Odd as it may seem here, Bright EyesFevers & Mirrors was a favorite of mine around 2000 and 2001. Songs like “The Calendar Hung Itself” and “When the Curious Girl Realizes She Is Under Glass” just fit with my persona at the time. I was a sad bastard back then, but I’ve outgrown that phase. Still, every so often I revisit those albums of old and it still astonishes me that I can feel good while listening to them. Fevers & Mirrors is one such album.

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Crooked Fingers Self Titled LP

14. Crooked Fingers by Crooked Fingers

Like Fevers & Mirrors, Crooked Fingers‘ self-titled LP had me in its grip for a long time. “A New Drink For An Old Drunk” was a perfect song back then, and in various scenarios today it works just as well. And who could forget “She Spread Her Legs & Flew Away”, or “Juliette”, or even “The Man Who Died Of Nothing At All”? Crooked Fingers was a difficult one for Eric Bachman to top; he didn’t until last year’s Forfeit/Fortune.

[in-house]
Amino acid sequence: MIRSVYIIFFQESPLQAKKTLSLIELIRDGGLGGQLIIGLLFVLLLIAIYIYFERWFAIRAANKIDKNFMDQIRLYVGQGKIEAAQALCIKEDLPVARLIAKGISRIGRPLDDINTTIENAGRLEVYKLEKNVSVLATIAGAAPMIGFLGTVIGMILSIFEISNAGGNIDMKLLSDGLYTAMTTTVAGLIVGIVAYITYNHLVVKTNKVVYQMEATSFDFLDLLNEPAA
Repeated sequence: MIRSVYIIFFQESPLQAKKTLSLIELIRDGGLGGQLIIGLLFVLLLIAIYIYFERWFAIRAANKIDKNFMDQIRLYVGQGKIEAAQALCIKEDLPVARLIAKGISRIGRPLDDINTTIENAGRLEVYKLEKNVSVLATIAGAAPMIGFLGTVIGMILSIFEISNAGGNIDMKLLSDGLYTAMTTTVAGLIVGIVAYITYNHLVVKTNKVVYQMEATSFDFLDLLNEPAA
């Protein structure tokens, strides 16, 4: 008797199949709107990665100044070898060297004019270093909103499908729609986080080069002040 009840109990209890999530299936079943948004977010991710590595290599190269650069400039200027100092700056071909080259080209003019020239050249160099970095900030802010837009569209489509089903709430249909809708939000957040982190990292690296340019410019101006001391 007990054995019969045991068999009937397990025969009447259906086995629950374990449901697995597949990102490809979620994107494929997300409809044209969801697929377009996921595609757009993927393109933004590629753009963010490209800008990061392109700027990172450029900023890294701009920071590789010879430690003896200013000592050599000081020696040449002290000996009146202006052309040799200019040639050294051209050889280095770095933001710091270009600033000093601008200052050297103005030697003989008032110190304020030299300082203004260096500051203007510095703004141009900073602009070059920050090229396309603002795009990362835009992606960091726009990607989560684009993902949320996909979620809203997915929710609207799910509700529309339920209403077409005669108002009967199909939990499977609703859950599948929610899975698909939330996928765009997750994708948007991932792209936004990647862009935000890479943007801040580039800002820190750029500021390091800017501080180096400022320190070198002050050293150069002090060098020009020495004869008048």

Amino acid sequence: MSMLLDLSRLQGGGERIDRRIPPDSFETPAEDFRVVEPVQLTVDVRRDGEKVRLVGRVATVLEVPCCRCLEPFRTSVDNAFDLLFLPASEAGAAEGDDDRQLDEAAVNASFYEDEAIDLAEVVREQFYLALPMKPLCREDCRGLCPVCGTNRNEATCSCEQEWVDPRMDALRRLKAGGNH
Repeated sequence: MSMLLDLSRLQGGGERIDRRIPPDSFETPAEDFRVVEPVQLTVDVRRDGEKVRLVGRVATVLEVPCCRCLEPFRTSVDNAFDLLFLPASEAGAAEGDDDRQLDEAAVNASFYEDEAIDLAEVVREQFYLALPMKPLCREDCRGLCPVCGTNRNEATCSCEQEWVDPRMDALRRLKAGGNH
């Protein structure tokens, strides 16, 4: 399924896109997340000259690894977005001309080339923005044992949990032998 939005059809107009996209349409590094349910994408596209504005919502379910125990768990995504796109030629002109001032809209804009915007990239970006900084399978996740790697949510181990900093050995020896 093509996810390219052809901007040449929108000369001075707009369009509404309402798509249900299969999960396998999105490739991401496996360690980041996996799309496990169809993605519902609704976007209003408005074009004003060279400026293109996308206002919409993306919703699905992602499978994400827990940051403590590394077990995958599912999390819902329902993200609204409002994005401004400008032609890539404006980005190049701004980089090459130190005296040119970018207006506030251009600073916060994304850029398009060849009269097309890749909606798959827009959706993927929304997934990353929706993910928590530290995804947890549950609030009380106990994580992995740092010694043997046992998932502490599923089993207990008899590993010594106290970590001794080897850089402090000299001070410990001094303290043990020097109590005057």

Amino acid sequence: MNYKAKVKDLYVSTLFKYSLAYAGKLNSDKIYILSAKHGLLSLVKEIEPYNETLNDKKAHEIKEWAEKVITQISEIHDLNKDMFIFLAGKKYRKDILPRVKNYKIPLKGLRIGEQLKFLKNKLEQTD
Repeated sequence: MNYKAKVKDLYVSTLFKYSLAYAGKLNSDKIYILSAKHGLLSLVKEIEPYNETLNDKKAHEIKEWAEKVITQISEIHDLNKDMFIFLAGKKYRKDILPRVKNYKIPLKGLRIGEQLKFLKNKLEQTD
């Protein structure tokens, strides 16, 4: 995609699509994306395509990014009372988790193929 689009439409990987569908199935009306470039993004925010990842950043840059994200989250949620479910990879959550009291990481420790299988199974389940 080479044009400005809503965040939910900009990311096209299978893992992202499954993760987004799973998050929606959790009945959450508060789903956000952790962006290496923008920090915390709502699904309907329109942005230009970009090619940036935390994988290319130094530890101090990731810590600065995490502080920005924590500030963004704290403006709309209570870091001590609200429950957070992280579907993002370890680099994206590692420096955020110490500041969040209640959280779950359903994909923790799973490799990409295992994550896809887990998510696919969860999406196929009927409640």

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Delgados: The Great Eastern

13. The Great Eastern by The Delgados

I don’t think I started listening to The Delgados until sometime around 2004, possibly even 2005. And while my initial love was Hate, eventually the power of The Great Eastern took hold. Sure, specific tracks on Hate may stand out more than some on this record (“All I Need Is Hate”, for example), but as a whole I think The Great Eastern is more consistently good.

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Lift Your Skinny Fists Like Antennas To Heaven by Godspeed You! Black Emperor

12. Lift Your Skinny Fists Like Antennas To Heaven by Godspeed You! Black Emperor